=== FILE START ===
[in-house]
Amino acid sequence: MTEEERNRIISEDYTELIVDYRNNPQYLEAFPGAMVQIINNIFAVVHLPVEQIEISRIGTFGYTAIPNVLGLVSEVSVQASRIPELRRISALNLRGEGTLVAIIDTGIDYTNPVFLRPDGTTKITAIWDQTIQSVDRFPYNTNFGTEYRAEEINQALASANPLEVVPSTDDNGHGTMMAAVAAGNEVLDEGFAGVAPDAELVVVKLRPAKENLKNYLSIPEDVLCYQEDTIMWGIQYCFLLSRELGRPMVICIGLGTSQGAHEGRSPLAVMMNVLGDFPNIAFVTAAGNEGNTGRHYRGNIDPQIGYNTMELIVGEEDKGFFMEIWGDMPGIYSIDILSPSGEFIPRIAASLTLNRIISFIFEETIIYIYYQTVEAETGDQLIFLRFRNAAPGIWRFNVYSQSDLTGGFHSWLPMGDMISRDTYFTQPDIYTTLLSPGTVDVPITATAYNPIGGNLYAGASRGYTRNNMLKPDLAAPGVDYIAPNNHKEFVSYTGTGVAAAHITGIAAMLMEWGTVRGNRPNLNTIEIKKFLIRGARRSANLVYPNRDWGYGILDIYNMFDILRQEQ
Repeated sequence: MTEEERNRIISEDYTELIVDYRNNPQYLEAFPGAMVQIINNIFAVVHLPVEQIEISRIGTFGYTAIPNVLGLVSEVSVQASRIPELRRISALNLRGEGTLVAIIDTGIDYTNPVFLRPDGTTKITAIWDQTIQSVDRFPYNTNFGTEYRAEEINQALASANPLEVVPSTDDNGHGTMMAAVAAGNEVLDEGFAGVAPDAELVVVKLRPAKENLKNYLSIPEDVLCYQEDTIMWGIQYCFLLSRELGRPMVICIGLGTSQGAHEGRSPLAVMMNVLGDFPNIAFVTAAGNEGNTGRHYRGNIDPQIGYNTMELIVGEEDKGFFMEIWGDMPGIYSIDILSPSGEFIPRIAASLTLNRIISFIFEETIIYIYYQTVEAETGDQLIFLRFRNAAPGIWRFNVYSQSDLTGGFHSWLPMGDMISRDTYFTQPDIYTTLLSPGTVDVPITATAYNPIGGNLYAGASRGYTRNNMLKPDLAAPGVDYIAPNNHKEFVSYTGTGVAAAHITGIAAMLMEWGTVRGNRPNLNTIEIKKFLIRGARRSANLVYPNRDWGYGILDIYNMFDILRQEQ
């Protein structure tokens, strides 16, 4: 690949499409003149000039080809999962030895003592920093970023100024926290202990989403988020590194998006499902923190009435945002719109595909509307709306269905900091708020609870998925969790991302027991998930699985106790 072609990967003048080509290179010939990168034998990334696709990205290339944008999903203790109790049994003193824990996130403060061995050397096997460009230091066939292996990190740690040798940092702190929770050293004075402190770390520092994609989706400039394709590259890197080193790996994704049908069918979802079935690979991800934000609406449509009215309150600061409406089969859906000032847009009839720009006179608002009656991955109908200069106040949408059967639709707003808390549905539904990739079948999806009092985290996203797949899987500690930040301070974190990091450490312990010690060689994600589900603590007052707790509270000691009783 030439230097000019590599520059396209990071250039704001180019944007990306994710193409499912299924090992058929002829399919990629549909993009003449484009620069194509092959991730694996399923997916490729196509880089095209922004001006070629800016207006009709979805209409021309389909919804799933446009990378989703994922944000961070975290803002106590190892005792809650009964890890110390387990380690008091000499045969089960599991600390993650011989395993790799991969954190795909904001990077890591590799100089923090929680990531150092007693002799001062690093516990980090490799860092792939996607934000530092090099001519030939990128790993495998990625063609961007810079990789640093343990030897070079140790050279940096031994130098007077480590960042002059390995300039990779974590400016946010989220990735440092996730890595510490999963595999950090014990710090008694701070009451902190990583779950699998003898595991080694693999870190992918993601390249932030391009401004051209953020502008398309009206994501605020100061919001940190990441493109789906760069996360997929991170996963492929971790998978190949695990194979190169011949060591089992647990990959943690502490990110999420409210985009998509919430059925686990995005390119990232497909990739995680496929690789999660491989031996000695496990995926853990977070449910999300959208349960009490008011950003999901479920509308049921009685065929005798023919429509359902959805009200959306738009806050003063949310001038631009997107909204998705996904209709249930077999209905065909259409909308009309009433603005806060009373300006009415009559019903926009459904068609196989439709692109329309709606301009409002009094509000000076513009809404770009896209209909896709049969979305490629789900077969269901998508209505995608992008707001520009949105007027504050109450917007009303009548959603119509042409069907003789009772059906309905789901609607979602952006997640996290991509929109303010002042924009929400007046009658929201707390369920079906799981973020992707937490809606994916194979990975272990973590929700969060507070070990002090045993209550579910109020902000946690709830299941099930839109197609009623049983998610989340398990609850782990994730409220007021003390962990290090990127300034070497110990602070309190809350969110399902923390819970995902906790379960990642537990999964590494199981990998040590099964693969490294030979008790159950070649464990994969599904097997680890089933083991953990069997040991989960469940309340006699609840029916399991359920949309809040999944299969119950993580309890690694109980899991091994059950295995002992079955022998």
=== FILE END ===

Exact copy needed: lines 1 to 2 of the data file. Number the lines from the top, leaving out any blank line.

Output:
[in-house]
Amino acid sequence: MTEEERNRIISEDYTELIVDYRNNPQYLEAFPGAMVQIINNIFAVVHLPVEQIEISRIGTFGYTAIPNVLGLVSEVSVQASRIPELRRISALNLRGEGTLVAIIDTGIDYTNPVFLRPDGTTKITAIWDQTIQSVDRFPYNTNFGTEYRAEEINQALASANPLEVVPSTDDNGHGTMMAAVAAGNEVLDEGFAGVAPDAELVVVKLRPAKENLKNYLSIPEDVLCYQEDTIMWGIQYCFLLSRELGRPMVICIGLGTSQGAHEGRSPLAVMMNVLGDFPNIAFVTAAGNEGNTGRHYRGNIDPQIGYNTMELIVGEEDKGFFMEIWGDMPGIYSIDILSPSGEFIPRIAASLTLNRIISFIFEETIIYIYYQTVEAETGDQLIFLRFRNAAPGIWRFNVYSQSDLTGGFHSWLPMGDMISRDTYFTQPDIYTTLLSPGTVDVPITATAYNPIGGNLYAGASRGYTRNNMLKPDLAAPGVDYIAPNNHKEFVSYTGTGVAAAHITGIAAMLMEWGTVRGNRPNLNTIEIKKFLIRGARRSANLVYPNRDWGYGILDIYNMFDILRQEQ